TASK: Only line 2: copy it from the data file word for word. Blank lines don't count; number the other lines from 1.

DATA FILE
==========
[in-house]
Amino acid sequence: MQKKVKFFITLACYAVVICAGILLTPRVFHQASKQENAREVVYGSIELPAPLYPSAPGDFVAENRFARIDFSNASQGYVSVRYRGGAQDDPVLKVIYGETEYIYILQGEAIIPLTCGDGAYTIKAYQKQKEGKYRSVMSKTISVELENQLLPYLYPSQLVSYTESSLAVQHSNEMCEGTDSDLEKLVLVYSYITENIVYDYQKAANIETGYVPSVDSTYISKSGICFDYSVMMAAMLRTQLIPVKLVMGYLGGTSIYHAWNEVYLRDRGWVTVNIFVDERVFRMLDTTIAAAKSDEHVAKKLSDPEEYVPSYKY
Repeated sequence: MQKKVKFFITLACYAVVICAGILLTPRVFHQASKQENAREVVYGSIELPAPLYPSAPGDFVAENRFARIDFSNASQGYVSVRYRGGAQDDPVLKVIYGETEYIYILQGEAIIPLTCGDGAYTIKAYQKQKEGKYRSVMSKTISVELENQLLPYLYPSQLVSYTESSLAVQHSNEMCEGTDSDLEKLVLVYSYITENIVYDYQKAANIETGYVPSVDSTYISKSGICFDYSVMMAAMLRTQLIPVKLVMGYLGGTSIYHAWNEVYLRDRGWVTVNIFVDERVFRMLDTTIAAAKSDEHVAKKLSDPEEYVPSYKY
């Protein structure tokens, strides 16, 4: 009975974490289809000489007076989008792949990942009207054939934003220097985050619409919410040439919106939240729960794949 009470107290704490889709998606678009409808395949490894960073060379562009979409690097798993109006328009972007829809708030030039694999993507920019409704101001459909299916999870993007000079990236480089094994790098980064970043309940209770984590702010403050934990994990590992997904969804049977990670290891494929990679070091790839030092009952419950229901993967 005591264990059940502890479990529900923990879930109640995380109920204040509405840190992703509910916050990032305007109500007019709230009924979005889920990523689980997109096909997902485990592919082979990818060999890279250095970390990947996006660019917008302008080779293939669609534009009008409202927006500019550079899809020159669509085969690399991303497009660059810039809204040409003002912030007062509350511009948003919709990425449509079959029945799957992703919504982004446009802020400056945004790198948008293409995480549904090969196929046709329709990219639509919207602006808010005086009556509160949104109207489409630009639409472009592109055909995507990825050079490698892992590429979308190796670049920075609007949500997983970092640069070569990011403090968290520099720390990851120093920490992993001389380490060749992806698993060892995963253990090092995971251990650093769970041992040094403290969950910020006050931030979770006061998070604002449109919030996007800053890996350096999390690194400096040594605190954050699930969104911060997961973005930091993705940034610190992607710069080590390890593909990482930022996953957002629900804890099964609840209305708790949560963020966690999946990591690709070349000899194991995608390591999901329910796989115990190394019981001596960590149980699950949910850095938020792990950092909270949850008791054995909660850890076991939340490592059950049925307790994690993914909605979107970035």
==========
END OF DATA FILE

Amino acid sequence: MQKKVKFFITLACYAVVICAGILLTPRVFHQASKQENAREVVYGSIELPAPLYPSAPGDFVAENRFARIDFSNASQGYVSVRYRGGAQDDPVLKVIYGETEYIYILQGEAIIPLTCGDGAYTIKAYQKQKEGKYRSVMSKTISVELENQLLPYLYPSQLVSYTESSLAVQHSNEMCEGTDSDLEKLVLVYSYITENIVYDYQKAANIETGYVPSVDSTYISKSGICFDYSVMMAAMLRTQLIPVKLVMGYLGGTSIYHAWNEVYLRDRGWVTVNIFVDERVFRMLDTTIAAAKSDEHVAKKLSDPEEYVPSYKY